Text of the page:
After this series on the Historical Martin Luther, we are left with some questions: Which of the works that we have surveyed best describes and explains the life, development of thought, and theology of Martin Luther? Does Oberman, Hendrix, or Kolb distinguish himself amongst scholars as presenting a perspective that offers adequate explanation for the general scholarly consensus regarding Luther? While there are certainly differences of opinion and scholarship concerning Luther, the core of this theology, his educational and theological influences, and the “reformation breakthrough,” each of the scholars that we have examined here has done a job worthy of commendation. To choose a single scholar over the other two would be a disservice to the great amount of unity between the accounts. Certain divergences can easily be explained as a difference in interpretation concerning facets of Luther for which we have little hard evidence. Each scholar presents contributions to the realm of Luther scholarship that are valuable resources for future study in the field.
Beginning with overarching summaries of the respective positions of each scholar on the central concerns of Luther’s theology and a brief word on method and presentation, we discovered that Oberman, Hendrix, and Kolb each present a unique and important aspect of understanding Martin Luther. Oberman presents Luther as foremost involved with a pursuit of eternity that takes the Christian upon a path between God and the Devil. Hendrix argues that Luther is best viewed as a primarily pastoral reformer who sought to remind Christianity of the true theology and relationship between God and man. We then viewed Kolb’s argument that Luther’s central tenant of theology was his formative understanding of the Theology of the Cross and its implication for the relationship between God and man. Further examination of each scholar’s perspective on the formative influences of Luther scholarship reveals additional diversity of explanation. Oberman emphasizes the role of Hans and Margaret Luther, along with Luther’s traditional Catholic upbringing within the German medieval context, which seems to have included at least a form of belief concerning the Devil and witchcraft. Hendrix adds to this early understanding of Luther a variety of organizational influences, influences that Kolb names for us, though aside from scripture, Augustine and Staupitz seem to be the clear consensus among scholars as important influences for Luther. Concerning the “reformation breakthrough”, while Oberman and Hendrix view the event in terms more limited to the theological understanding of ‘justification by faith’ with very practical implications for the Christian, Kolb presents the perspective of that development within a larger framework of understanding a renewed relationship between the human and the divine.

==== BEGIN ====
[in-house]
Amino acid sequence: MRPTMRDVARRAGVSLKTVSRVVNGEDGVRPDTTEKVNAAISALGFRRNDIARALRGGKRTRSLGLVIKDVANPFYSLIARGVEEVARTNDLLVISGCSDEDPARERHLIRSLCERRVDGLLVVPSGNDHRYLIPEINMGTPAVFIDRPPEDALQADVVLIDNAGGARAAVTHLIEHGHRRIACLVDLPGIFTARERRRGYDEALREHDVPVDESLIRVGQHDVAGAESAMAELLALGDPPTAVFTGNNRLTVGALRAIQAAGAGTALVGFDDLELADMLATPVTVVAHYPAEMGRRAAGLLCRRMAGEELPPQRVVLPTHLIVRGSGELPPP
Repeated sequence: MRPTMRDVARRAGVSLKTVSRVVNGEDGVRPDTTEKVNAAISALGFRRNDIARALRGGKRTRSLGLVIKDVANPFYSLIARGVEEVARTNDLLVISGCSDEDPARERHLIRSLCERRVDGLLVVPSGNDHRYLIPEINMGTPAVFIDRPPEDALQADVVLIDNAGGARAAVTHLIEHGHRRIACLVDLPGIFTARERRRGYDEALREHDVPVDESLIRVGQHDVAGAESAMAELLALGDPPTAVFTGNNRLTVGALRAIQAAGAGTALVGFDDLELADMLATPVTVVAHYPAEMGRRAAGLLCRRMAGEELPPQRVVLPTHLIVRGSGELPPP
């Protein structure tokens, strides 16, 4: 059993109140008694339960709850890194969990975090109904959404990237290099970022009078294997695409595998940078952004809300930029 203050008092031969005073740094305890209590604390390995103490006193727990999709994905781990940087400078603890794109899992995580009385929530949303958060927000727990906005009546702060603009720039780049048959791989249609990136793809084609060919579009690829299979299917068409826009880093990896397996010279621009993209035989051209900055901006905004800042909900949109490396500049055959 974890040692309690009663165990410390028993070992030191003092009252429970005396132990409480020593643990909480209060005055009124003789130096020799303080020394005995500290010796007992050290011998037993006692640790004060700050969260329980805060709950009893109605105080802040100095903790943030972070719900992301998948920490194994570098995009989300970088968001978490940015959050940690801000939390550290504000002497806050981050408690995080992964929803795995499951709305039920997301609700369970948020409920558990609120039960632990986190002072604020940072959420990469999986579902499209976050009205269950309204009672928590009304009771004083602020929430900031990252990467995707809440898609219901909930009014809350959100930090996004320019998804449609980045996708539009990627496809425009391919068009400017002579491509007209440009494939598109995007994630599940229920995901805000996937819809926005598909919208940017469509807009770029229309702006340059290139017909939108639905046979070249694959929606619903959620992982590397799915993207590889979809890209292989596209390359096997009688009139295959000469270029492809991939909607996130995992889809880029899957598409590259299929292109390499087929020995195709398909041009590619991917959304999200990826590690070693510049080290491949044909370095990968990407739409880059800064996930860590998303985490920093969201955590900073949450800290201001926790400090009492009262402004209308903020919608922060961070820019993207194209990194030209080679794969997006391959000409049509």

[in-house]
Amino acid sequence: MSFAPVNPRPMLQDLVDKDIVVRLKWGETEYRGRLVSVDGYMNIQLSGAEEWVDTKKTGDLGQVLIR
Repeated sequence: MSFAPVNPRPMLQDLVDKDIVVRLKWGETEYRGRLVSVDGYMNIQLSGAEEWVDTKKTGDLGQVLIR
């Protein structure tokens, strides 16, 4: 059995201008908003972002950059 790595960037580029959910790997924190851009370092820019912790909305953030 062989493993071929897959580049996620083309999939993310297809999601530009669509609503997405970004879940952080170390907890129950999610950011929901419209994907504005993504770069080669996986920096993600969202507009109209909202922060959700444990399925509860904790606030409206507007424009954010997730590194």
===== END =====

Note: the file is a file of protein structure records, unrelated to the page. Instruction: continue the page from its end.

While we cannot choose a single perspective presented here as a fully authoritative interpretation of the life and theology of Martin Luther, the perspectives of Oberman, Hendrix, and Kolb all provide distinctly different viewpoints on Luther, each of which yield a positive effect on Luther scholarship as a whole and offer important insights to the academic community. Oberman, Hendrix, and Kolb, while arranging their works and arguing their points from often very different perspectives, with different goals, and different emphasis, each contribute evidence to a view of Martin Luther as a man who ultimately sought both a merciful and gracious God opposed to the Devil and a Christ centered theology that impacted the everyday Christian. Martin Luther was a man whose thought and theology changed and continues to change the world, and Oberman, Hendrix, and Kolb all present admirable work detailing his thought and development.